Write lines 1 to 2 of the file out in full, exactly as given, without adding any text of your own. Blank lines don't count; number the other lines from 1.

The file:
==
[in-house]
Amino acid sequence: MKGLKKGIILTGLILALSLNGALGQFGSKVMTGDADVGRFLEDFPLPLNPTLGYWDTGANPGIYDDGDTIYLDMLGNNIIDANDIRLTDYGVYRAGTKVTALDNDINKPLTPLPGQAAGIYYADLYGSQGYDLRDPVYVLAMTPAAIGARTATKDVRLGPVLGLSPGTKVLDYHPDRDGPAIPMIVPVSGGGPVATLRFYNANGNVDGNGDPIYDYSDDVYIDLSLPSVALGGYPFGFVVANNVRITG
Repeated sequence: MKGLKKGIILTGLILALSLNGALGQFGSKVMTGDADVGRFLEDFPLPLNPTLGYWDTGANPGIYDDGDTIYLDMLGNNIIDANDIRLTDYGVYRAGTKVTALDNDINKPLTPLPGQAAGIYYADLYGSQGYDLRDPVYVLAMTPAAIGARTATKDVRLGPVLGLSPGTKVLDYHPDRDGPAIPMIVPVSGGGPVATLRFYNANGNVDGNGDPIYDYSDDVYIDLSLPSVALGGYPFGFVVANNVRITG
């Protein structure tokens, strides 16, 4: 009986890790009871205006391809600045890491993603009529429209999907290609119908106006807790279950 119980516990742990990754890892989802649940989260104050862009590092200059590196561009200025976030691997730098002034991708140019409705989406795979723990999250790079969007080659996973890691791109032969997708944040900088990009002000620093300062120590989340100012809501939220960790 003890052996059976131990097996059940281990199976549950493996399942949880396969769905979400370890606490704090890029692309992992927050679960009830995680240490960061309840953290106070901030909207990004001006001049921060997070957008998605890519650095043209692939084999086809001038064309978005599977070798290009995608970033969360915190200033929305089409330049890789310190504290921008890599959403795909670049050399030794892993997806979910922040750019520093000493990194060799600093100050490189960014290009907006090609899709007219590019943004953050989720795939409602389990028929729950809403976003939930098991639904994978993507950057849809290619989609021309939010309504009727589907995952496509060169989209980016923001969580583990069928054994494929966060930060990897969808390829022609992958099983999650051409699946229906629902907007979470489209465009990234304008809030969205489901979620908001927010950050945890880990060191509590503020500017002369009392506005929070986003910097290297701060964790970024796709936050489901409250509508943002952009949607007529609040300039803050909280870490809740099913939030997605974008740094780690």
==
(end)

[in-house]
Amino acid sequence: MKGLKKGIILTGLILALSLNGALGQFGSKVMTGDADVGRFLEDFPLPLNPTLGYWDTGANPGIYDDGDTIYLDMLGNNIIDANDIRLTDYGVYRAGTKVTALDNDINKPLTPLPGQAAGIYYADLYGSQGYDLRDPVYVLAMTPAAIGARTATKDVRLGPVLGLSPGTKVLDYHPDRDGPAIPMIVPVSGGGPVATLRFYNANGNVDGNGDPIYDYSDDVYIDLSLPSVALGGYPFGFVVANNVRITG